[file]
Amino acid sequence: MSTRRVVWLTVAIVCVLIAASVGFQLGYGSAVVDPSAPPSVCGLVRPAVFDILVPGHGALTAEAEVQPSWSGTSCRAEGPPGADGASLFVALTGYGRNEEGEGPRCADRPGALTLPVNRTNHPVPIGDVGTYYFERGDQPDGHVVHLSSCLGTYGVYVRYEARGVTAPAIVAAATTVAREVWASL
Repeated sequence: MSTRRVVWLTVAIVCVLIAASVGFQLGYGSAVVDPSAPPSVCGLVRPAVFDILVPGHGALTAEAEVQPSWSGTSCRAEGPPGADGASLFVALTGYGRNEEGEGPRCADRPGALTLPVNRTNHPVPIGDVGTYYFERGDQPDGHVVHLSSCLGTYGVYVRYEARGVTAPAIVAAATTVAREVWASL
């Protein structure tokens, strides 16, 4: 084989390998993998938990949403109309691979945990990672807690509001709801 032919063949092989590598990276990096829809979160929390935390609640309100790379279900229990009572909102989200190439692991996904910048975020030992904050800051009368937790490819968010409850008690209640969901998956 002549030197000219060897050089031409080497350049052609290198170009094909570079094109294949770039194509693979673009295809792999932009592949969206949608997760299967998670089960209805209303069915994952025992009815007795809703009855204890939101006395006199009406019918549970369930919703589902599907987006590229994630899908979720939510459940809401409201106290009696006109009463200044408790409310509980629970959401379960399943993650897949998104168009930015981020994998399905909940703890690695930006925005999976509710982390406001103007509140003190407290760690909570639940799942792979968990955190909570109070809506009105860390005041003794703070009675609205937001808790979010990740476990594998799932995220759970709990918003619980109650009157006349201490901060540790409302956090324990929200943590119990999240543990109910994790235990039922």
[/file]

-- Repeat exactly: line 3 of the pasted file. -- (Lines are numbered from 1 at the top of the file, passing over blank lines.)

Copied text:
């Protein structure tokens, strides 16, 4: 084989390998993998938990949403109309691979945990990672807690509001709801 032919063949092989590598990276990096829809979160929390935390609640309100790379279900229990009572909102989200190439692991996904910048975020030992904050800051009368937790490819968010409850008690209640969901998956 002549030197000219060897050089031409080497350049052609290198170009094909570079094109294949770039194509693979673009295809792999932009592949969206949608997760299967998670089960209805209303069915994952025992009815007795809703009855204890939101006395006199009406019918549970369930919703589902599907987006590229994630899908979720939510459940809401409201106290009696006109009463200044408790409310509980629970959401379960399943993650897949998104168009930015981020994998399905909940703890690695930006925005999976509710982390406001103007509140003190407290760690909570639940799942792979968990955190909570109070809506009105860390005041003794703070009675609205937001808790979010990740476990594998799932995220759970709990918003619980109650009157006349201490901060540790409302956090324990929200943590119990999240543990109910994790235990039922």